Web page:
Off West End Review

Nuclear War – Royal Court

nuclear war

Simon Stephens has collaborated with choreographer and movement director Imogen Knight to present a 45-minute experimental piece, fusing together words and movement, song and dance.

The characters are unnamed, words are unspoken and the plot undefined. Instead, he offers ‘a series of suggestions for a piece of theatre’ that is open to interpretation – not just by the audience, but from the collaborators too. Though the meaning is up for grabs, in Knight’s production there’s an undeniable sense of grief and isolation.

She presents Maureen Beattie sat in her knickers in the flickering light: desolate, sleep deprived and broken. The haunting echoes of the sixties country song ‘33rd August’ play in the background, and there is a palpable sense of loneliness. The lyrics are drowned out by her internal thoughts ‘I wake up and can’t help feeling you’re in my room,’ as she inhales the scent of a worn shirt.

As the title suggests, its war, but not in a literal sense. This is personal devastation. The effects of nuclear warfare are immediate and catastrophic, and – if you survive – you’re left with long-lasting wounds of destruction.

nuclear war

We experience a woman’s struggle through her daily life, where she desperately longs to escape the numbness of her grief and find the physical intimacy she craves. She wanders the streets and the pulse of the city overwhelms her. The sounds deafen and roar and the lights dazzle and blind. At points, the intensity is so fierce your heart vibrates with every bass note.

A gang of shadowy figures follow and haunt her wherever she goes. They personify her feelings of suffocation with hoods, tights and gas masks. ‘One little second. Two little seconds. Three little seconds.’  It’s frightening, yet they’re an oddly comforting presence too – a reminder that she feels alive. They are the whisperings of her internal thoughts and they dance and convulse like the aftershocks of death. Its exquisite physical theatre that’s deeply affecting and unsettling.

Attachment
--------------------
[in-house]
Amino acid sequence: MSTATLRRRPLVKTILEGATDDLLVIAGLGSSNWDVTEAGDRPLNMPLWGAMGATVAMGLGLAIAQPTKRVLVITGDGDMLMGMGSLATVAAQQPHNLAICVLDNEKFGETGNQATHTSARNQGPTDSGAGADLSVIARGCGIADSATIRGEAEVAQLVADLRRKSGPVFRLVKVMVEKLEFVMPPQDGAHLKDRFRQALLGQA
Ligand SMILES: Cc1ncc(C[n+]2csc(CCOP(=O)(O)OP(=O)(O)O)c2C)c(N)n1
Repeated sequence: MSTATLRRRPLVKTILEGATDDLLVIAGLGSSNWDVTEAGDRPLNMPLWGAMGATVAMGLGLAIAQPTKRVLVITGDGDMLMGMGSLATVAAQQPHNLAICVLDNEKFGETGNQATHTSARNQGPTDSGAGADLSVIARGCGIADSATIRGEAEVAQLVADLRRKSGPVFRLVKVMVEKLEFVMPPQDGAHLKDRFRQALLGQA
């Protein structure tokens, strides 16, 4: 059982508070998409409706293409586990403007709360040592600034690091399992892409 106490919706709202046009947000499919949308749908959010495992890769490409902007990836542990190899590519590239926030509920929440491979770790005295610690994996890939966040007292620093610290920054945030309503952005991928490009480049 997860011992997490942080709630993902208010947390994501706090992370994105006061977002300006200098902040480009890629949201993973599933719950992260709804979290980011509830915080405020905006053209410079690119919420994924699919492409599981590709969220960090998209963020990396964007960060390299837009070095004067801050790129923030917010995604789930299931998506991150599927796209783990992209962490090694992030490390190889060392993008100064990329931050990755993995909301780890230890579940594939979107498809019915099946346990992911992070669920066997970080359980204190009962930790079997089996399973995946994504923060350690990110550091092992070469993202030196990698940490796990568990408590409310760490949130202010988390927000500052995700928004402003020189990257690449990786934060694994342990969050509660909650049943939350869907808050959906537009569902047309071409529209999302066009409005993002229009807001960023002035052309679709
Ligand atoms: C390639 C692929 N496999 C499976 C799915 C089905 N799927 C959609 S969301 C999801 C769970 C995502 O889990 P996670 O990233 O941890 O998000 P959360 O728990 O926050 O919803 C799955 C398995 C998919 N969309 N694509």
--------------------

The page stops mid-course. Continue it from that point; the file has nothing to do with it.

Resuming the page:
Although the performance is completely absorbing, at times it feels a tad whacky and vague and I wasn’t entirely sure of its reference. I feel that was probably Stephens’ intention. Sometimes it works and sometimes it doesn’t. The whisperings and songs from the chorus are occasionally misjudged and cause the audience to laugh, when it feels like we’re meant to be witnessing a sensitive moment.

However, Knight’s compilation comes together as a beautiful thing. Her direction on movement is carefully crafted, and executed to heighten each moment and mood to gorgeous effect. It still feels very experimental rather than a finished work, but it’s thrilling to see theatre of this nature – pushing the boundaries and allowing such freedom between collaborators.

Nuclear War runs until 6th May at the Royal Court.

(Photo courtesy of Chloe Lamford)

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